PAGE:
I remember a few months ago Comic-Con, Luke Cage showrunner Cheo Hodari Coker referred to the series as the "Wu-Tangification of Marvel" or something along those lines. It was the kind of catchy, targeted blurb that makes headlines but I doubted its significance. Despite the dark, violent corners of the MCU that were explored in Netflix's Daredevil and Jessica Jones, would they really go so far as to make Luke Cage that unabashedly....black? Hell the f**k yes they did. Luke Cage is so black it makes Meteor Man look like Ant-Man.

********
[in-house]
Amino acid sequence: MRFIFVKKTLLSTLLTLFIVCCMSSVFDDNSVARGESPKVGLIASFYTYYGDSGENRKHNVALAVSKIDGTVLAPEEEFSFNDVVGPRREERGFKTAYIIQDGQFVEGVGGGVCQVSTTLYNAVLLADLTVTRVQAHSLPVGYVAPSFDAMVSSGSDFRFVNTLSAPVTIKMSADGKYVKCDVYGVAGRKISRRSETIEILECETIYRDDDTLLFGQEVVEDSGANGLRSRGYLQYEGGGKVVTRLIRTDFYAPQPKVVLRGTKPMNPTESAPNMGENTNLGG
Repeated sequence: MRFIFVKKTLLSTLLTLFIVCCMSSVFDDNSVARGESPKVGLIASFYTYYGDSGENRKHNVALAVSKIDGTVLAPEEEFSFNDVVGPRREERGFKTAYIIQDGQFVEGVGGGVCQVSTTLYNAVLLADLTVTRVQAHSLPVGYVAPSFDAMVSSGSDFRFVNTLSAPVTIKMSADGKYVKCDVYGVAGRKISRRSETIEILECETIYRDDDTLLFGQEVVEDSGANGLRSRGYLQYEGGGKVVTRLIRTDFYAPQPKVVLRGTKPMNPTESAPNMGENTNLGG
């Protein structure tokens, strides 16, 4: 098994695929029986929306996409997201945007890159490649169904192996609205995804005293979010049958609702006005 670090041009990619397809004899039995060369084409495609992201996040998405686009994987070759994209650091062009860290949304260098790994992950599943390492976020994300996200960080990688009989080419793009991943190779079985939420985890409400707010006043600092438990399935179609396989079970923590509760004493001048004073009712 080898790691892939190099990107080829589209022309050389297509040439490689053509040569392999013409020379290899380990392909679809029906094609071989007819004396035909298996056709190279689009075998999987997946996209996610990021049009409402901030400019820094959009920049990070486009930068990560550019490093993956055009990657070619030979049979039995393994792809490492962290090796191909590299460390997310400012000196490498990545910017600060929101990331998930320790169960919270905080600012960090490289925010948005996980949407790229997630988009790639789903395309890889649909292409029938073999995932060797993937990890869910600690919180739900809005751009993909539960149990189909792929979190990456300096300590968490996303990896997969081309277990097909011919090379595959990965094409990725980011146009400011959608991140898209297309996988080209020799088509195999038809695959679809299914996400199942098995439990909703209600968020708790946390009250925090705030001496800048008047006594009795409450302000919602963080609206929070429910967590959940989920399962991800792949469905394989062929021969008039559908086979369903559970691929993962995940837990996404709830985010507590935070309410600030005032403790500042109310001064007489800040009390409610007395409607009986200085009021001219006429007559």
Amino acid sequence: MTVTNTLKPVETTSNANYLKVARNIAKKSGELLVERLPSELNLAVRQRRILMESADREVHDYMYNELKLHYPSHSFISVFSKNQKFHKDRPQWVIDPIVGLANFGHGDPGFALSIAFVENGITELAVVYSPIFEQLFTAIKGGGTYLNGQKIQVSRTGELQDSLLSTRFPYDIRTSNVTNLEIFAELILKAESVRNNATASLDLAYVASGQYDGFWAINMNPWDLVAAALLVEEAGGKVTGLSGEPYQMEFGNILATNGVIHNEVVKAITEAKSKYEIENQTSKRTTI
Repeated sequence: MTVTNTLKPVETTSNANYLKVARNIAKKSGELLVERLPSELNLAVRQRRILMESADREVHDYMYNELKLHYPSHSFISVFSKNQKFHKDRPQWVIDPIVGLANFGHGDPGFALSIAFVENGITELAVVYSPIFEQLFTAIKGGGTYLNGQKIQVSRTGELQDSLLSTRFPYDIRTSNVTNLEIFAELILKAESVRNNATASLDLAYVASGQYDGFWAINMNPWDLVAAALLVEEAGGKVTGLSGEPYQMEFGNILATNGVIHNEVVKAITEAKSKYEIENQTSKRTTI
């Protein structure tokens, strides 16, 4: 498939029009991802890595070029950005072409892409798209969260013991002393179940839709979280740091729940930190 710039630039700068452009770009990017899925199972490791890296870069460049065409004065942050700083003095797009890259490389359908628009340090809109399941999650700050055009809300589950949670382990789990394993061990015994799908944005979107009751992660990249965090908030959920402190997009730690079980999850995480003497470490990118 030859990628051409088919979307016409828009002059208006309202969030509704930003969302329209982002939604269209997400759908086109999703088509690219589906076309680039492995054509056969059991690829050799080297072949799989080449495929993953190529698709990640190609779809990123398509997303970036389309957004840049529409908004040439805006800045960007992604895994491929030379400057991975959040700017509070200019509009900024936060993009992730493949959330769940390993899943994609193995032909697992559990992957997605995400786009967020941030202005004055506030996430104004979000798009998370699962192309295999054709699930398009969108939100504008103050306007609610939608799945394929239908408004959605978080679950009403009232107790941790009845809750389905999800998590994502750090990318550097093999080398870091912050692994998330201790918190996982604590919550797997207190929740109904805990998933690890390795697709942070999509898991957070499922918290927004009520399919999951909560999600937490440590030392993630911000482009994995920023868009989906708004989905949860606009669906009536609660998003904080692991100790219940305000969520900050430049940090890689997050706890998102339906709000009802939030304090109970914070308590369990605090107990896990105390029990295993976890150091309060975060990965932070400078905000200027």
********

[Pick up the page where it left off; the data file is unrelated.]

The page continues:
And that means dealing with the realities of being a black superhero in the MCU and the realities of being a black man in America. To its credit, Luke Cage is also the most political thing Marvel has ever done, but in a more specific way than the broad national security argument made in Captain America: The Winter Soldier. This is about the politics of race, and former bartender and Jessica Jones love interest Luke Cage (Mike Colter) is burdened with the weight of responsibility his powers mean. What we remember from is scene-stealing appearances in that earlier series is that Luke was a man hiding from the world. Now we see the reasons behind that decision as he flees to Harlem, working a number of odd jobs but primarily in the barbershop run by Pop (Frankie Faison). Pop's barbershop was more than just a place for cutting hair. Like in so many black communities, the barbershop is a safe place, "Switzerland" as he often calls it. Of course, it's said so many times that we know that fragile peace will inevitably be broken, and when it tragically does Luke is forced out of hiding and into action to get some justice. Luke's quest sees him face-to-face with rivals from the street, like smooth-talking gangster Cornell "Cottonmouth" Stokes (Mahershala Ali), and political heavyweights like Cottonmouth's sister Mariah (Alfre Woodard). He also makes a few tenuous alliances, most important being dogged detective Misty Knight (Simone Missick, in need of a spinoff ASAP) and ubiquitous nurse Claire Knight (Rosario Dawson, excellent again), who always seems to be around when superheroes get jacked up. Somebody should investigate her. Why haven't the Avengers hired her yet?